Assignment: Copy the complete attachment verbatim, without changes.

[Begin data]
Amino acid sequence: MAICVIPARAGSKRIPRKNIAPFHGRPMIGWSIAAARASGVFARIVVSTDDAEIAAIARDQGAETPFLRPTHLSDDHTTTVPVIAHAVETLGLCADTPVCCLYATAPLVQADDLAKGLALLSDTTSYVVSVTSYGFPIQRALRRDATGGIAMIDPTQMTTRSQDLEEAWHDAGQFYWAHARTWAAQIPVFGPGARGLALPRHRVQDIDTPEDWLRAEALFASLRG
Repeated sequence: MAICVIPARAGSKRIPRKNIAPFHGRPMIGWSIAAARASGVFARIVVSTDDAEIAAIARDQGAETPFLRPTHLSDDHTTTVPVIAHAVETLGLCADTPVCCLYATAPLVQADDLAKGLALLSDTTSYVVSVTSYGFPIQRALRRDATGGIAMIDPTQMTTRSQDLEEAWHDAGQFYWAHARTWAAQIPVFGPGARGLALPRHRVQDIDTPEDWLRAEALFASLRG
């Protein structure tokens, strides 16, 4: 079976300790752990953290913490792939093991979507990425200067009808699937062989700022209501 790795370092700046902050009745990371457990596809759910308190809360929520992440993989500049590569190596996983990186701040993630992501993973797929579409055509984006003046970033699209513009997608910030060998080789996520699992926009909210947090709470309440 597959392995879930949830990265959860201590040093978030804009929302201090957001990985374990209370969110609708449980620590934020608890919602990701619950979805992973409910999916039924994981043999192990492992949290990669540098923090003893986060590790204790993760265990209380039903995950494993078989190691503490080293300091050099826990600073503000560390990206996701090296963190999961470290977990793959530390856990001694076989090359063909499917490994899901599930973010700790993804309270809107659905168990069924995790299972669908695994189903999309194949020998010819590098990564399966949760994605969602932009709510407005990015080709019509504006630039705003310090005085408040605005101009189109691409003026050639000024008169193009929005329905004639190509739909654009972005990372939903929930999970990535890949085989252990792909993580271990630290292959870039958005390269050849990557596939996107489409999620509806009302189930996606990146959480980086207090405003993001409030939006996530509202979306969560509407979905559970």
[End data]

Amino acid sequence: MAICVIPARAGSKRIPRKNIAPFHGRPMIGWSIAAARASGVFARIVVSTDDAEIAAIARDQGAETPFLRPTHLSDDHTTTVPVIAHAVETLGLCADTPVCCLYATAPLVQADDLAKGLALLSDTTSYVVSVTSYGFPIQRALRRDATGGIAMIDPTQMTTRSQDLEEAWHDAGQFYWAHARTWAAQIPVFGPGARGLALPRHRVQDIDTPEDWLRAEALFASLRG
Repeated sequence: MAICVIPARAGSKRIPRKNIAPFHGRPMIGWSIAAARASGVFARIVVSTDDAEIAAIARDQGAETPFLRPTHLSDDHTTTVPVIAHAVETLGLCADTPVCCLYATAPLVQADDLAKGLALLSDTTSYVVSVTSYGFPIQRALRRDATGGIAMIDPTQMTTRSQDLEEAWHDAGQFYWAHARTWAAQIPVFGPGARGLALPRHRVQDIDTPEDWLRAEALFASLRG
């Protein structure tokens, strides 16, 4: 079976300790752990953290913490792939093991979507990425200067009808699937062989700022209501 790795370092700046902050009745990371457990596809759910308190809360929520992440993989500049590569190596996983990186701040993630992501993973797929579409055509984006003046970033699209513009997608910030060998080789996520699992926009909210947090709470309440 597959392995879930949830990265959860201590040093978030804009929302201090957001990985374990209370969110609708449980620590934020608890919602990701619950979805992973409910999916039924994981043999192990492992949290990669540098923090003893986060590790204790993760265990209380039903995950494993078989190691503490080293300091050099826990600073503000560390990206996701090296963190999961470290977990793959530390856990001694076989090359063909499917490994899901599930973010700790993804309270809107659905168990069924995790299972669908695994189903999309194949020998010819590098990564399966949760994605969602932009709510407005990015080709019509504006630039705003310090005085408040605005101009189109691409003026050639000024008169193009929005329905004639190509739909654009972005990372939903929930999970990535890949085989252990792909993580271990630290292959870039958005390269050849990557596939996107489409999620509806009302189930996606990146959480980086207090405003993001409030939006996530509202979306969560509407979905559970």